So you need a plan that aims to get people to your website at least three times.



Re-target people who have:

  • Visited your website
  • Signed up for your emails, but not yet donated
  • Engaged with you on Facebook/Instagram

Re-target them with social ads, display ads and any other campaigns you’re running.


One easy (lazy) tactic that works

One thing that anyone reading this can do is to set up an automated welcome journey via email.

Take 15 of the strongest emails (or direct mails, or Facebook posts, or videos) that you’ve used over the last few years, ideally content that has already had people clicking and/or donating.

Arrange them into a series that begins with impact stories (the work you’ve already done) and moves towards fundraising (the work you intend to do).

That way you can build trust and fundraise all in one journey.

Tools like MailChimp make this shockingly easy to do.


High-volume digital communications

Direct mail is expensive to send. So charities adopt a high-cost, low-volume approach, sending six to eight pieces a year and making sure each one has a good response rate.

But most digital channels are the exact opposite of direct mail. The cost of “sending” on digital is extremely low.

Unfortunately, the response rates are also low. Faced with this issue, most charities make one of these two mistakes:

  1. They don’t bother with the channel.

A really good email will have a conversion rate of 0.2%. If you’ve an email list of 10,000, that’s 20 donors. The mistake here is that they only send emails when they’re sending DMs, and then conclude that email doesn’t work for them. They apply the low-volume approach that worked for DM and blame email when it doesn’t work.

  1. They communicate absolutely everything the organisation is doing.

They achieve high volume, but they post some of the most boring, localised and self-absorbed messages the internet has ever seen.

The solution is a high-volume communications applied as part of a year-round, always-on, digital fundraising approach.

But the stories you communicate must be good.



If you take nothing else from this eBook, write this line down somewhere:

Success on digital will require consistent effort, resources and testing.

Starting and stopping and starting will get you nowhere.


A game of inches

One of the reasons that a stop-start approach will get you nowhere is that you need to continuously improve and optimise your communications.

With that in mind, this is the fundraising version of the most clichéd, over-used sporting speech of all time. Al Pacino delivers it before the finale of Any Given Sunday, and it’s known as “The Inches Speech”.

“You know when you get old in fundraising,

channels get taken from you.

That’s, part of life.


you only learn that when you start losing stuff.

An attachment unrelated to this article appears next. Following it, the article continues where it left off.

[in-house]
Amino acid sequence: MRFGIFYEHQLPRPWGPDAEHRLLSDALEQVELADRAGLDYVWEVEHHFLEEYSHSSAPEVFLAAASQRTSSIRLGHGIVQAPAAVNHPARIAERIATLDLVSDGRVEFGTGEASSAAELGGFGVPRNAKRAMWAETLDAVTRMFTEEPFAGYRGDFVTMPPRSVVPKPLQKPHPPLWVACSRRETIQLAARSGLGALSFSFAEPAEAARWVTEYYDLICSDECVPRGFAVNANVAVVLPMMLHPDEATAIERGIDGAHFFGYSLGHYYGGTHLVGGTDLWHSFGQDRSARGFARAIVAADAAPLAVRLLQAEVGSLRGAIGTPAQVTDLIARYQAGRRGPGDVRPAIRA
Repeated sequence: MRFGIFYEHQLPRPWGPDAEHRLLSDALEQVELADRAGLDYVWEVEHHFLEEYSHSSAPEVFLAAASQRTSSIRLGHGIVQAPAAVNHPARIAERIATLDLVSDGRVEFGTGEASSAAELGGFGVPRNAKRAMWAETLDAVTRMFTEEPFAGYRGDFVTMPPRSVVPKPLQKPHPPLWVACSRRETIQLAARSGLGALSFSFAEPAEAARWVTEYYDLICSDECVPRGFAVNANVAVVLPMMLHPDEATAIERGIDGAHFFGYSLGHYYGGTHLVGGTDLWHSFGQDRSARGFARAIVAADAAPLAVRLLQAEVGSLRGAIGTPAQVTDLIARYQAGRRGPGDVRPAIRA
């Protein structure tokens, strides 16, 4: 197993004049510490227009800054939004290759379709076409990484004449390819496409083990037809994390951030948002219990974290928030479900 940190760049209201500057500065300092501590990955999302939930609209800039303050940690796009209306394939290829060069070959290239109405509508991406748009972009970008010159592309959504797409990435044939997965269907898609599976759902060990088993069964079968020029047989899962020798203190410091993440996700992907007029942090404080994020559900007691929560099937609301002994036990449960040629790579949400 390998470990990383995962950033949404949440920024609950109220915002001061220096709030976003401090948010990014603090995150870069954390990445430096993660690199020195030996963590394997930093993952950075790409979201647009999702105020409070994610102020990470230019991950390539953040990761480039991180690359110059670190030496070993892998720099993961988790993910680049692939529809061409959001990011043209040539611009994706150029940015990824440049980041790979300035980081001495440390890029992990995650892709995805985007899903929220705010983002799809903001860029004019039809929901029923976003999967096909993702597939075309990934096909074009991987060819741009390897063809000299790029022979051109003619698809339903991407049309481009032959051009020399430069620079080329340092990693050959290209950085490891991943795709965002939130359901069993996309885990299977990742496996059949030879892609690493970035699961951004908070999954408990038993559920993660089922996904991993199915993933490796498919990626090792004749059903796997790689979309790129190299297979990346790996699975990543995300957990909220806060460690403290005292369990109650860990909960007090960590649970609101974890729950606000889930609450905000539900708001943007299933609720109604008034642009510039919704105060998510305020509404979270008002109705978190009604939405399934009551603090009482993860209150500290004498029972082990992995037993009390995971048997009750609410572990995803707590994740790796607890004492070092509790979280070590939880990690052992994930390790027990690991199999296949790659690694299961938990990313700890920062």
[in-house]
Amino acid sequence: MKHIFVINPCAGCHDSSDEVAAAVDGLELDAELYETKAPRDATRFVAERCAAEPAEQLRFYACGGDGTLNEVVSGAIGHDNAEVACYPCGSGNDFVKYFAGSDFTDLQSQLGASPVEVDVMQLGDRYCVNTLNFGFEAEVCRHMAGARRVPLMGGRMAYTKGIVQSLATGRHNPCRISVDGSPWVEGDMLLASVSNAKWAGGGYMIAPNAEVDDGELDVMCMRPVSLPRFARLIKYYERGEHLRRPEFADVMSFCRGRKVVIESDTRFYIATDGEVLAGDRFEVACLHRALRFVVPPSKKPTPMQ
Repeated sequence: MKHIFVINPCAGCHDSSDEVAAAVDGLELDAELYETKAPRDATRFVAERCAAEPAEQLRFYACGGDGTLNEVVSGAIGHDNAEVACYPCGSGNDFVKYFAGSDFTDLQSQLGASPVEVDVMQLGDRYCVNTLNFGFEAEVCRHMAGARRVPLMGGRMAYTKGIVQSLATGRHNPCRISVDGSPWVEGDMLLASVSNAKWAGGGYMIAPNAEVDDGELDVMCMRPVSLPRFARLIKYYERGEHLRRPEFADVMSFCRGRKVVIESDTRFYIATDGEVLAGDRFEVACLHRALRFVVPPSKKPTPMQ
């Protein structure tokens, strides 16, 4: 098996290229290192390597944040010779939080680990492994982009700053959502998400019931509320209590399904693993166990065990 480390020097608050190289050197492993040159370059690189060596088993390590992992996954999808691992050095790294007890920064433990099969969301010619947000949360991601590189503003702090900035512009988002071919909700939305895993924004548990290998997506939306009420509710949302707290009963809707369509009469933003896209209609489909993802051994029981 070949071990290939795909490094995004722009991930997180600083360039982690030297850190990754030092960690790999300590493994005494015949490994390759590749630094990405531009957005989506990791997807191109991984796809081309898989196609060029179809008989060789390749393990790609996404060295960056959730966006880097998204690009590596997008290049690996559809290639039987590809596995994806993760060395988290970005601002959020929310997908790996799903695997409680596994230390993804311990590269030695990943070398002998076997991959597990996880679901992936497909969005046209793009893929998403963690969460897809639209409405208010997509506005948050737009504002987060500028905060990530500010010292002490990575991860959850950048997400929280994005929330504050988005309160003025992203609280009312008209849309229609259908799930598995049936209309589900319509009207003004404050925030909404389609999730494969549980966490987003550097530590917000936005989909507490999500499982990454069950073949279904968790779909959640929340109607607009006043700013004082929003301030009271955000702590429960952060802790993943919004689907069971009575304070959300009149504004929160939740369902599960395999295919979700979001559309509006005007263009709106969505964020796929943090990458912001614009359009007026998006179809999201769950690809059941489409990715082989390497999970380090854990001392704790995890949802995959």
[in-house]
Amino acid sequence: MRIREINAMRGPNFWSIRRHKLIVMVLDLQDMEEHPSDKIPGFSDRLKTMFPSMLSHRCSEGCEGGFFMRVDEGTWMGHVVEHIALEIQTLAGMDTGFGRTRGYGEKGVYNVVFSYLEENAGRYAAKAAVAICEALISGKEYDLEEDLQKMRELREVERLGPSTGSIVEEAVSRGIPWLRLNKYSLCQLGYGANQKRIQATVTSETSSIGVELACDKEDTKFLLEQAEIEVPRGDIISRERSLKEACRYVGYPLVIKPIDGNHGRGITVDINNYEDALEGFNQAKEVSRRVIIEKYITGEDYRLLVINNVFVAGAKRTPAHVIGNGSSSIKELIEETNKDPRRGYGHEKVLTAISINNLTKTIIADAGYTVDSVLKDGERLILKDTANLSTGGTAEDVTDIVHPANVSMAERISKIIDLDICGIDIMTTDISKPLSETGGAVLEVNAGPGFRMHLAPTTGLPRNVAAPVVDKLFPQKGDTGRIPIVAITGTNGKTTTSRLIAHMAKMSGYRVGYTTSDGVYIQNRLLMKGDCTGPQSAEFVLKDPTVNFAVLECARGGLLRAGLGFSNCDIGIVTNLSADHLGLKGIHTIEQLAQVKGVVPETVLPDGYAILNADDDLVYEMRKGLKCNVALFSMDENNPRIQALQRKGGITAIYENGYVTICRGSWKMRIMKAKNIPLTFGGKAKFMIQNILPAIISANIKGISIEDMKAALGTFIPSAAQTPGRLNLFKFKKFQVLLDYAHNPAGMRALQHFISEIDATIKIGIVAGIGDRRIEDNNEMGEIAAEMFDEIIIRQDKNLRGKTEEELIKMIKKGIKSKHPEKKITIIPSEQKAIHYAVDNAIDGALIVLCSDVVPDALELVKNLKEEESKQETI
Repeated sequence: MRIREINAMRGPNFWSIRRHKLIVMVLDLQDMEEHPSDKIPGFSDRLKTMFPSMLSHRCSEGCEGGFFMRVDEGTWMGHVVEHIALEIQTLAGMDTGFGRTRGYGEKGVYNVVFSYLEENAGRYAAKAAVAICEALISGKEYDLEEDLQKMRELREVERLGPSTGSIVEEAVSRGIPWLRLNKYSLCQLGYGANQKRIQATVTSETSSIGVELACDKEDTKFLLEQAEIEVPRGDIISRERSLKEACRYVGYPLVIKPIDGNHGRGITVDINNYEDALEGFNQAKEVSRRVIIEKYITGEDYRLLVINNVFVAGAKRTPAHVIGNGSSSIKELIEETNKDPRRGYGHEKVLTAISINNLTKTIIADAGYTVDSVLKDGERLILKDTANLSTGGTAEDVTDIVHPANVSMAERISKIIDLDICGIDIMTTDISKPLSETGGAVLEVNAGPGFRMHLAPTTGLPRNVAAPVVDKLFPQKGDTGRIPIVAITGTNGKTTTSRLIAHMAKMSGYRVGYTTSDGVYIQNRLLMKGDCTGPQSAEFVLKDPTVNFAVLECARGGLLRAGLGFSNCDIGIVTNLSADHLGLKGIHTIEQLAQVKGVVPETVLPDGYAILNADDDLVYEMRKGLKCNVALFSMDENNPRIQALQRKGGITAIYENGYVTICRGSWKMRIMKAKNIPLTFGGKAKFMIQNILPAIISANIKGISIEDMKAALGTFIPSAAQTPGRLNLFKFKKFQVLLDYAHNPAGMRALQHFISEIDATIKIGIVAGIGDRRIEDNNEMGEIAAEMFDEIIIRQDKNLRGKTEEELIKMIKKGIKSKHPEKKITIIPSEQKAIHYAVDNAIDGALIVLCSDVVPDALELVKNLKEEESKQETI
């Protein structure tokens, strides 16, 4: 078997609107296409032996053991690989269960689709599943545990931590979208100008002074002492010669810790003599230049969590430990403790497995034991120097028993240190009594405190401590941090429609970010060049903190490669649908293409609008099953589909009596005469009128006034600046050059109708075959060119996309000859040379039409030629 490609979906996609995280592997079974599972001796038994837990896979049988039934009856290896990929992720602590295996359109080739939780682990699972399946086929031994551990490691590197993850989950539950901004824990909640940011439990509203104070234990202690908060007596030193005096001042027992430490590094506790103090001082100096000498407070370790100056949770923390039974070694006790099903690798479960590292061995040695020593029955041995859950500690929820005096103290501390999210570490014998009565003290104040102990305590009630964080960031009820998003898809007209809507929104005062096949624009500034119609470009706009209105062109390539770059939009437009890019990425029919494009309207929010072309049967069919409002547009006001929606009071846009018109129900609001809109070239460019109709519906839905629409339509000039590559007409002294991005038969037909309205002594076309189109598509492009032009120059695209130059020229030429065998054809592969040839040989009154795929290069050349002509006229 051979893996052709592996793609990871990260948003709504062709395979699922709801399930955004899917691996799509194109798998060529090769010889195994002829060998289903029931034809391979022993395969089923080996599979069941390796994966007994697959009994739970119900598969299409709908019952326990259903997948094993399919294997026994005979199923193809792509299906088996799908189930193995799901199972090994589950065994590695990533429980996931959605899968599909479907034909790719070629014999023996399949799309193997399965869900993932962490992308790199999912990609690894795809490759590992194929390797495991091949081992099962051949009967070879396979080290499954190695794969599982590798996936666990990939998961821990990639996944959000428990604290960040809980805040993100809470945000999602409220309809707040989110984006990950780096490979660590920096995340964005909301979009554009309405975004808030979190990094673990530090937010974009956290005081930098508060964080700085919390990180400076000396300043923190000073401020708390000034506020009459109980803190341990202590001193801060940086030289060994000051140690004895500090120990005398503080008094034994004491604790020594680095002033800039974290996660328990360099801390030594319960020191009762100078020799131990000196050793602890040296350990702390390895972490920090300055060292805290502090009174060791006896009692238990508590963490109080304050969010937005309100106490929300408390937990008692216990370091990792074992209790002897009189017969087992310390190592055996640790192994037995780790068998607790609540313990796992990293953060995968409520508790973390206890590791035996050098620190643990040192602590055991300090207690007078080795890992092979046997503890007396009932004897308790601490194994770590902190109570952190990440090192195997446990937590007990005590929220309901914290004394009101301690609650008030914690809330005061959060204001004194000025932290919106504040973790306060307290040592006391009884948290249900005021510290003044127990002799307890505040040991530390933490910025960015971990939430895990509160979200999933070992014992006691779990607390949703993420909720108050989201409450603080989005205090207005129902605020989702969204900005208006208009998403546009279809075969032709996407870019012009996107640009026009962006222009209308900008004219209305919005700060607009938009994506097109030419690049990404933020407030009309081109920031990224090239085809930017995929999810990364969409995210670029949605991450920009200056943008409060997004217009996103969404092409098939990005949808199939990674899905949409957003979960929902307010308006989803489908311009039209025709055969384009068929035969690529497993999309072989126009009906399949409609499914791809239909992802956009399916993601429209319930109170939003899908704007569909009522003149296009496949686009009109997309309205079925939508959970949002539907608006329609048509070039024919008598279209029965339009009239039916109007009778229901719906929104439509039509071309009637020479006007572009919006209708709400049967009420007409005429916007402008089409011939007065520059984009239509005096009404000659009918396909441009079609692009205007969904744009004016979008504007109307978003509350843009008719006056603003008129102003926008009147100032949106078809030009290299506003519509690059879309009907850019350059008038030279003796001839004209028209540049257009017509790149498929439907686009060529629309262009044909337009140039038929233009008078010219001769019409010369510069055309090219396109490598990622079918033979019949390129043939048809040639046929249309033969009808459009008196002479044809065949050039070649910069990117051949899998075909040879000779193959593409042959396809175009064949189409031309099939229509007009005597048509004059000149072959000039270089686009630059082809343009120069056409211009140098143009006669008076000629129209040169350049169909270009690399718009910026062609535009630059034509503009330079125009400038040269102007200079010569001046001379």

You find out that life is just a game of inches.

So is fundraising.

Because in either game

life or fundraising

the margin for error is so small.

I mean

one ad too late or too early

you don't quite make it.

One Call-to-action too slow or too fast

and they don't quite click it.

The inches we need are everywhere around us.

They’re in every broken campaign

every image, every headline.


On this fundraising team, we fight for that inch.

Cos we know

when we add up all those inches

that's gonna make the f*cking difference

between WINNING and LOSING

between people LIVING and people DYING.”


Some alliterative personas

A persona is an imaginary person who represents a demographic. For example, a hospital I work with target “Visitor Veras”. These are older women who live within 30 km of the hospital and are likely to have visited the hospital when a friend or relative was sick.

This makes a surprising difference. Having a specific persona focuses the mind and results in better stories being gathered and told.


It takes time and patience

You’re not going to like this one. It might even make you want to abandon this eBook and call me a salesman, but here it is...here is how digital growth works:

Your ROI should be quite underwhelming in Year 1.

This is hard to accept because fundraising (rightly) comes under scrutiny by finance departments and boards to ensure they are spending money wisely. When mass-marketing tactics still worked, this was fine. You could roll the dice and tell finance what number you got.

However, establishing the trust of individuals takes time, especially on 2.5-inch-wide screens.

But as we saw in section IV, once you’ve built a fanbase everything is different.


How to get paid $2,079.50 to make a few pancakes

Because the previous section was so likely to make you dubious, I’m going to back it up with an impressive example.